- Write a computer program that solves a basic set of problems in field of reasonable complexity. In my case, that meant developing a six-degree-of-freedom simulation of an air vehicle. This early effort was critical to later work, as I could easily ‘hang’ other efforts off of this simulation–developing control algorithms, Kalman filters, guidance algorithms, etc.
- Learn how to use Linux. You could probably get by without this, but if your degree will include any kind of heavy computation, you will probably need to work on a Unix or Linux-based computing cluster. The learning curve for Linux is much shallower than it was even five years ago, so this is one skill that won’t take too much effort to develop.
- Become a maker: You can only go so far with equations and dynamic models and theorems. At some point in your studies, or in your subsequent employment, you are going to need to work with real-world stuff–building a microcontroller, or some structure for an experiment or something where you will need to physically create something because there won’t be somebody to do it for you. You’ll need the ability to improvise. Fortunately, there are mounds and mounds of resources on the internet for discovering how to make your own stuff. Learn to integrate systems with an Arduino. Make your own parts with 3D printing/rapid prototyping and CNC mills and cutters. Tinker with your own stuff, learn how it works!
This post is in reference to “Adaptive Nonlinear Model Predictive Path-Following Control for a Fixed-wing Unmanned Aerial Vehicle,” published by Kwangjin Yang, et al, in the International Journal of Control, Automation, and Systems, Volume 11 Issue 1.
This paper publishes results of a study where a fixed-wing UAV uses an RRT to generate an obstacle-free flight trajectory, then uses a Nonlinear Model Predictive Controller to allow the UAV to track the trajectory very tightly. An NMPC is chosen over a linear controller as it more closely models the true behavior of the aircraft as well as taking into account state and control constraints.
The authors base their work off of work done by Sutton for submarines, Shim and Sastry for rotorcraft, and their own work. I would suggest that they are missing some depth in their review of pertinent literature–several works by Dr. Mark Costello readily come to mind (here, and here, for example).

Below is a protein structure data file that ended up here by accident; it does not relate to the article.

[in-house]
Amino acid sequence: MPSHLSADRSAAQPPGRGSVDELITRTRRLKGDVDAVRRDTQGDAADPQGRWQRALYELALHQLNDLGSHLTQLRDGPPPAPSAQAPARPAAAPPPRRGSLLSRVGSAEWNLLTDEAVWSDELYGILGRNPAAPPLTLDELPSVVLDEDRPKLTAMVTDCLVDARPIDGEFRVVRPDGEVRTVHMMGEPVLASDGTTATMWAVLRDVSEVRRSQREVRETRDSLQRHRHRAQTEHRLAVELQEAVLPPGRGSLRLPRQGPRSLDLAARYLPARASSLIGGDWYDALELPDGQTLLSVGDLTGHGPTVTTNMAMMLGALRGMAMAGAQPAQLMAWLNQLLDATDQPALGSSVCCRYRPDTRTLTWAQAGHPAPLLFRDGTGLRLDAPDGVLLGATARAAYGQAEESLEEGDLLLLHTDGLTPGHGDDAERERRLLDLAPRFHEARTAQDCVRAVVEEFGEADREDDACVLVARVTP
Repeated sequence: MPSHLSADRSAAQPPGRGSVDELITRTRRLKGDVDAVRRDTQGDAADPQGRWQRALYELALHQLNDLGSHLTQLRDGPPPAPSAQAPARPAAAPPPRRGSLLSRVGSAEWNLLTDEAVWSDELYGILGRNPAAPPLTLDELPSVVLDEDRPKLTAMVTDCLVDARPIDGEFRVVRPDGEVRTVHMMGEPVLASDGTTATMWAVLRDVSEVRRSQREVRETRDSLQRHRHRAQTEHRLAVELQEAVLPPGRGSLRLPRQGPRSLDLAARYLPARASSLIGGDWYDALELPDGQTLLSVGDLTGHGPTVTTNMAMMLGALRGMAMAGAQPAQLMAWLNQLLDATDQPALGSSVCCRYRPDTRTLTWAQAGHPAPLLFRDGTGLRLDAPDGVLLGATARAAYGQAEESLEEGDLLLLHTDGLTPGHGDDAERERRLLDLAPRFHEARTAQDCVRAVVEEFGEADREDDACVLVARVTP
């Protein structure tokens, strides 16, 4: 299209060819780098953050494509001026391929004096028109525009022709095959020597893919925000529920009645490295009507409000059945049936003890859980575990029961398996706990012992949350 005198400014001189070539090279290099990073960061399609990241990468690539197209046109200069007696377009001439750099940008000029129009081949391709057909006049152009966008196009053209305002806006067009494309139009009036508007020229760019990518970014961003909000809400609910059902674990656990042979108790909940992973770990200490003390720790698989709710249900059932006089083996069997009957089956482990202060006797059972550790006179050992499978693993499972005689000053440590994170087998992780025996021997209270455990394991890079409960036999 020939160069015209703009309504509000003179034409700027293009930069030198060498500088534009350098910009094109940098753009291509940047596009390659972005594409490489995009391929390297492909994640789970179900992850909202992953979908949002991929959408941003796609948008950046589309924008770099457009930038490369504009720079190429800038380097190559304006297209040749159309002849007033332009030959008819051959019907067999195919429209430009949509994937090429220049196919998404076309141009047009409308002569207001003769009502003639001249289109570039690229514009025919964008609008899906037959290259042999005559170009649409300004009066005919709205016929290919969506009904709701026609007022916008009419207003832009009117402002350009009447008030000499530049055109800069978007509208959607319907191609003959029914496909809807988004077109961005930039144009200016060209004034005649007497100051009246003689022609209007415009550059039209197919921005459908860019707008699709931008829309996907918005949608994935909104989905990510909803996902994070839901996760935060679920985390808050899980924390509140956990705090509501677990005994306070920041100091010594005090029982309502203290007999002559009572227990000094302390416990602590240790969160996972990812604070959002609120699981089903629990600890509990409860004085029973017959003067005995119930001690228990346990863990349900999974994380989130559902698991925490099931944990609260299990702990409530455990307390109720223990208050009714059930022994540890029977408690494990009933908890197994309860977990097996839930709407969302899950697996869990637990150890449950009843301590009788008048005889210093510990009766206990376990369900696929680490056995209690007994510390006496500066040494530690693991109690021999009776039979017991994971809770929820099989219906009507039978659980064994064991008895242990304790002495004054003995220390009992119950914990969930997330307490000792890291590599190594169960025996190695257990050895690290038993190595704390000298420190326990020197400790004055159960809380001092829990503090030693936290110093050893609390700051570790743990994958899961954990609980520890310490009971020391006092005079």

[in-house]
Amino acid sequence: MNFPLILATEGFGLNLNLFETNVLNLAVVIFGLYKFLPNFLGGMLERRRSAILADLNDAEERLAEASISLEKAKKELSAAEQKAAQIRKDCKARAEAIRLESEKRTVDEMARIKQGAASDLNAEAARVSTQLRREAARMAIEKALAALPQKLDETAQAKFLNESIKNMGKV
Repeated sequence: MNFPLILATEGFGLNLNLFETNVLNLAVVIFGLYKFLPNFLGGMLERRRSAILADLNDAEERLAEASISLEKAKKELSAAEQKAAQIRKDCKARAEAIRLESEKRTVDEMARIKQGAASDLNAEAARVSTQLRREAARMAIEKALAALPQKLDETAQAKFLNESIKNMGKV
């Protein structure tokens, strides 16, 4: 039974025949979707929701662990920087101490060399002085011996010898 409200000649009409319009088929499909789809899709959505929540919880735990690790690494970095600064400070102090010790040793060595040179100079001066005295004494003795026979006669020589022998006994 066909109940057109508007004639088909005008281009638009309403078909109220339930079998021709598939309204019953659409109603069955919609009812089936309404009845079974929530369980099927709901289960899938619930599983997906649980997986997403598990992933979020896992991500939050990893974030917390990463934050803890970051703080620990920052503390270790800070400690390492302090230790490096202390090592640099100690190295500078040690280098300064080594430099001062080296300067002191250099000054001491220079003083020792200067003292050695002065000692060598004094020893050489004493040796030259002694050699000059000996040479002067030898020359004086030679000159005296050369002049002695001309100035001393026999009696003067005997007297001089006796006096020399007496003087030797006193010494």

The main contribution of this paper appears to be the study of an adaptive prediction horizon based on curvature of the planned trajectory. Relatively smooth paths use a shorter time horizon to minimize computational burden while maintaining tight tracking. Sharp turns in the path extend the prediction horizon and loosen tight tracking requirements in order to prevent violation of state constraints and control saturation.
The algorithm used to determine the correct MPC control horizon seems very clever and the they appear to get very good tracking performance compared to fixed horizon controllers. However, my main criticism of this paper lies in the studied model. The model used for this study is a very simple kinematic car with no ability to climb or descend, nor to accelerate or decelerate. Under these conditions, the NMPC solver is very fast–only a single input sequence to optimize. If this were a sufficient model, then the RRT used to develop the trajectory in the first place could be much more efficiently constructed by using Dubins paths instead of straight line connections with pruning and Bezier smoothing. Additionally, the lack of the vertical dimension cancels out the advantage of having an airplane.
It appears that future work will include longitudinal motion and better selection of the tracking point on the flight path. I would additionally recommend that future iterations incorporate 2nd order turn rate dynamics (to approximate roll-yaw coupling) and possibly speed changes into their model.
The things I’m recommending are habits to form and things to try to learn or accomplish in your first 6 months to a year in graduate school. Typically, newer students have less research load and less additional duties (if you are a Research Assistant), and so have more time to learn things that will help you save time and excel later.
The first set of recommendations can apply to basically any student pursuing a graduate degree in any subject, assuming that you need to do research and write papers for conference or journal publication.